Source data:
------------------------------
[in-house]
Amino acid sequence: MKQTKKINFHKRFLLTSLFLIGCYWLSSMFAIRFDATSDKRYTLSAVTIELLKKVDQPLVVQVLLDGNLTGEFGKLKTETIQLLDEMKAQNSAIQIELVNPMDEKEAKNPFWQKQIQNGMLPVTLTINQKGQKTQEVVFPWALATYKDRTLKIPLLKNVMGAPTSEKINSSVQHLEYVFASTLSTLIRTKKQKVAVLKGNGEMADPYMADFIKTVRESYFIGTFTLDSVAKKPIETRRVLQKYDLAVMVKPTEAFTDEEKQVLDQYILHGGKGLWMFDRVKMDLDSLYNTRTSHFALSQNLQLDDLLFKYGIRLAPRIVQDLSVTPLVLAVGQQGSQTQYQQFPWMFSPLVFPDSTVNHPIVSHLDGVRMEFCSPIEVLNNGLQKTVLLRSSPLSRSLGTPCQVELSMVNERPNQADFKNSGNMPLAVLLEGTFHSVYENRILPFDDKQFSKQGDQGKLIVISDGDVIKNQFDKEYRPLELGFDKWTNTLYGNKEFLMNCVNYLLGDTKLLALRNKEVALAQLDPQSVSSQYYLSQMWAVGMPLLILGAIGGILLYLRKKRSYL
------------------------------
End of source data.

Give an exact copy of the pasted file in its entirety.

[in-house]
Amino acid sequence: MKQTKKINFHKRFLLTSLFLIGCYWLSSMFAIRFDATSDKRYTLSAVTIELLKKVDQPLVVQVLLDGNLTGEFGKLKTETIQLLDEMKAQNSAIQIELVNPMDEKEAKNPFWQKQIQNGMLPVTLTINQKGQKTQEVVFPWALATYKDRTLKIPLLKNVMGAPTSEKINSSVQHLEYVFASTLSTLIRTKKQKVAVLKGNGEMADPYMADFIKTVRESYFIGTFTLDSVAKKPIETRRVLQKYDLAVMVKPTEAFTDEEKQVLDQYILHGGKGLWMFDRVKMDLDSLYNTRTSHFALSQNLQLDDLLFKYGIRLAPRIVQDLSVTPLVLAVGQQGSQTQYQQFPWMFSPLVFPDSTVNHPIVSHLDGVRMEFCSPIEVLNNGLQKTVLLRSSPLSRSLGTPCQVELSMVNERPNQADFKNSGNMPLAVLLEGTFHSVYENRILPFDDKQFSKQGDQGKLIVISDGDVIKNQFDKEYRPLELGFDKWTNTLYGNKEFLMNCVNYLLGDTKLLALRNKEVALAQLDPQSVSSQYYLSQMWAVGMPLLILGAIGGILLYLRKKRSYL